The ECB now owns less than €25bn of ABS paper — €24.6bn as of July to be precise. Since the programme was introduced in 2015, yearly purchases have been €13.6bn, €7.5bn in 2016 and €1.9bn to date this year.
As Twenty Four Asset Management’s Aza Teeuwen wrote in a note on Tuesday the reduction in the ABSPP almost looks like the ECB has already begun to taper.
A subtle reduction in ABS buying before any official announcement on the end of tapering certainly makes sense from the ECB's perspective
As a product ABS has never seemingly sat easily with European officials, given its role in the financial crisis and European regulators' preference for covered bonds rather than ABS. Though the asset class features extensively as repo collateral for the central bank, owning large volumes of ABS outright was unlikely to ever have been part of the ECB’s long term strategy.
It also is an asset class where there has been little need for ECB participation.
Liquidity programmes in general have constrained public ABS supply, with euro-area bank financing largely covered by TLTRO, or dedicated to meeting MREL rules, meaning there is little need to offer securitized paper to investors.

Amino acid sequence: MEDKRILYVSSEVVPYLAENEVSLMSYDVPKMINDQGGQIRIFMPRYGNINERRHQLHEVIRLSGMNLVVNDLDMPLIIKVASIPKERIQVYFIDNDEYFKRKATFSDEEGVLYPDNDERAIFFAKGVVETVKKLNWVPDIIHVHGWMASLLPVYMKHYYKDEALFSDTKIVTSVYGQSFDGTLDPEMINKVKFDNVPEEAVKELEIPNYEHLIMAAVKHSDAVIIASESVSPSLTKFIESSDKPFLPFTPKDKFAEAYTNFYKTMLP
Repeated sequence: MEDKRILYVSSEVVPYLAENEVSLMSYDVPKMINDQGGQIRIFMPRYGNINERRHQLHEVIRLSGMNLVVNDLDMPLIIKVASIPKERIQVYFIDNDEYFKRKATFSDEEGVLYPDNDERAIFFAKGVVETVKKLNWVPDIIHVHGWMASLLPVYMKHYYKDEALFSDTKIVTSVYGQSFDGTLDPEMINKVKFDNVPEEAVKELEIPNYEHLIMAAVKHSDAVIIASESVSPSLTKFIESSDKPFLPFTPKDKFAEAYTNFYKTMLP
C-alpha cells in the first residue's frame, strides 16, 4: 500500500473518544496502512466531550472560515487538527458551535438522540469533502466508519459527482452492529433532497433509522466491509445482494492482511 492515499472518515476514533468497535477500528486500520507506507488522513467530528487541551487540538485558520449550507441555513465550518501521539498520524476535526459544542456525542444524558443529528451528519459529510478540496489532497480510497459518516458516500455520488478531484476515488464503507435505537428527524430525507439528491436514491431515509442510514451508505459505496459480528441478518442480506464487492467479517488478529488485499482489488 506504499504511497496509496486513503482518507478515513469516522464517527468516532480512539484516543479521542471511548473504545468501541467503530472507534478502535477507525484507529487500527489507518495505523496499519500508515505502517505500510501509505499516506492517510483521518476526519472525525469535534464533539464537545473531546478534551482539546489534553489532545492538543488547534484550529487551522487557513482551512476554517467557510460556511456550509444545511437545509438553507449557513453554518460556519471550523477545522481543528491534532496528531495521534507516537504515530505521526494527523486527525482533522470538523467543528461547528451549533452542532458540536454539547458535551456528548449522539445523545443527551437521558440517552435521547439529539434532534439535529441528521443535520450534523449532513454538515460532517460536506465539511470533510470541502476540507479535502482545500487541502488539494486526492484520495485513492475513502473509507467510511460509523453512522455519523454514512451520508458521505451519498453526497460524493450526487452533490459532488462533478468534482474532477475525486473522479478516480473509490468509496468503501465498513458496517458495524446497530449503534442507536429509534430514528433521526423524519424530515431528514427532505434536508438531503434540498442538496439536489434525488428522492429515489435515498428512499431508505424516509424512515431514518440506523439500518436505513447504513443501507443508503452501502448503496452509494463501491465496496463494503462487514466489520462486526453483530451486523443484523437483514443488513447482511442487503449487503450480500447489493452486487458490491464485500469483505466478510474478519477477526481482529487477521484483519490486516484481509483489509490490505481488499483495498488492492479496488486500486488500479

The lack of new supply has ensured high levels of demand for the few ABS deals which have been issued this year given investors have far fewer opportunities to buy than in the past.
In ECB-eligible ABS transactions the central bank has often been a peripheral investor in 2017, with a large number of German auto deals for example sold to bank treasuries and asset managers in preference to central banks.
Even without large scale direct ECB participation the market has prospered, with spreads hitting post-crisis tights in a number of European asset classes.
So if the ECB has indeed been using the scaling back of the ABSPP as a test case for tapering on the sly, (and that is a very big if) then it should conclude the market is perfectly functional without its participation as a buyer. In the months ahead, the ECB could very feasibly move from the stance of reduced participation in ABS markets to openly not reinvesting in securitized paper once it rolls off.
With Mario Draghi jetting off to Jackson Hole this week, ECB officials should keep the health of the European ABS market without so much ECB help on their minds and indicate more firmly that the central bank intends to start tapering officially.